EAST ST. LOUIS, Ill. -- Law enforcers on Saturday again searched a thickly weeded lot where a woman's body was found two days earlier -- her fetus missing, cut from her womb perhaps with scissors -- in hopes of finding her three children they say were last seen with a woman now in custody.
Police Chief James Mister declined to say what, if anything, was found during the latest search of the property where 23-year-old Jimella Tunstall's body was found.
But in this crime-troubled city of crumbling buildings and potholed streets, Mister said searchers still hoped to find Tunstall's three children alive: "These children are from East St. Louis. They know how to survive."
No charges had been filed as of Saturday morning against a 26-year-old woman labeled a "person of interest" in the slaying of Tunstall, whose body was found Thursday not far from the home of the woman in custody. St. Clair County's prosecutor again said Saturday he would not rush to judgment.
Tunstall's children -- ages 7, 2 and 1 -- were last seen Monday with the woman being detained, authorities said Friday while clinging to hope that the youths still would be found alive.
The Associated Press is not naming the woman in custody because she has not been charged with any crime.
Relatives of both women told media outlets the two knew each other, having grown up together and attended alternative schools. The woman in custody often baby-sat Tunstall's children, and Tunstall never expressed worry about leaving them in her care, the St. Louis Post-Dispatch reported.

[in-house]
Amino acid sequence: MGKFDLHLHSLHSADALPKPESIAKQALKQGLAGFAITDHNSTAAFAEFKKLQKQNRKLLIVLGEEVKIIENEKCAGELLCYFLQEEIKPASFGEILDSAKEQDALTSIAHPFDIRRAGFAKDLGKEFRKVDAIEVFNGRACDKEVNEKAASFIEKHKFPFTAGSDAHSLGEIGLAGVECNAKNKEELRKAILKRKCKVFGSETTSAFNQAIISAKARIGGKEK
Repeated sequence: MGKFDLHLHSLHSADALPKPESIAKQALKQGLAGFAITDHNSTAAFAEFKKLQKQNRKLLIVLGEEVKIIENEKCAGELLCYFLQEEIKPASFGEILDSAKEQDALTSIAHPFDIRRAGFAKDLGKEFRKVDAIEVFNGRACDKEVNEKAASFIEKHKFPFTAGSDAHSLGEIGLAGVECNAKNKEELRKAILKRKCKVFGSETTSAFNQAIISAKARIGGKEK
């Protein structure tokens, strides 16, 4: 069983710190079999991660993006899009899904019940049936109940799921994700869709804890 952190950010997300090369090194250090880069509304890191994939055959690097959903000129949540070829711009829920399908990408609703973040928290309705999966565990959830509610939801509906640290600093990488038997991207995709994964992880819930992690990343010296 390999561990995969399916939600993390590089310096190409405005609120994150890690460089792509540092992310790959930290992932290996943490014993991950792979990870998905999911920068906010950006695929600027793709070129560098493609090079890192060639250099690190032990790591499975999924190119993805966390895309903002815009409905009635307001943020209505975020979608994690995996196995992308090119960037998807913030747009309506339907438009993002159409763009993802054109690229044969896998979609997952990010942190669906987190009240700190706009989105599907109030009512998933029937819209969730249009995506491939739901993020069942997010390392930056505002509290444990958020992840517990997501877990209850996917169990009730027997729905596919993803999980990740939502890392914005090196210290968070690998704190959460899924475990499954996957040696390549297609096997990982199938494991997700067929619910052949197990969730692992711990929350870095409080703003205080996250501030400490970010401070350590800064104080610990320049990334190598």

Saturday's search came a day after a meticulous scouring of the 1,100-acre Frank Holten State Park, just blocks from where Tunstall's body was found, failed to locate Tunstall's children in woods or the park's two lakes. Investigators would not say what led them to believe the children were there.
That search came just a day after a baby's funeral during which the 26-year-old woman now in custody told her boyfriend the child was not hers and that she had killed a woman and taken her baby, East St. Louis Police Chief James Mister said.
An autopsy Friday showed that Tunstall died of an abdominal wound caused by a sharp object, and "we're thinking it's scissors" found near the body, said Ace Hart, a deputy St. Clair County coroner.
The slaying was "very graphic and very brutal," he said.
DNA tests should determine definitively whether the baby was the one Tunstall was carrying, Hart said.
Hart said the woman in custody summoned police to the Frank Holten park on Sept. 15, saying she had gone into labor. The dead baby, taken to a hospital, showed no signs of trauma, and an autopsy the next day failed to pinpoint a cause of death, he said.
The woman would not let doctors at the hospital examine her and offered conflicting reasons for why she went into labor, alternately saying she had consensual sex and was raped, Hart said.
The baby was buried Thursday as Taylor Horn after a funeral arranged by L. King Funeral Chapel, where Levi King -- the home's president -- said the 26-year-old claiming to be the mother called minutes after the service was to start, asking if she could reschedule for a different day so more relatives could attend. At the time, King said, only two relatives were there.
The woman showed up two hours late, ultimately signing an affidavit for the funeral home stating that the child was hers, King said.
The East St. Louis case is the second recent case in the St. Louis area involving babies.
Shannon Torrez, 36, of Lonedell, Mo. -- south of St. Louis, about an hour's drive from here -- is accused of slashing a young mother's throat and kidnapping her baby on Sept. 15. The baby was returned unharmed Tuesday, the same day Torrez was arrested.
Also in Missouri, Lisa Montgomery awaits trial in the abduction of an unborn girl taken from the womb of Bobbie Jo Stinnett at her Skidmore, Mo., home in December 2004. The baby survived.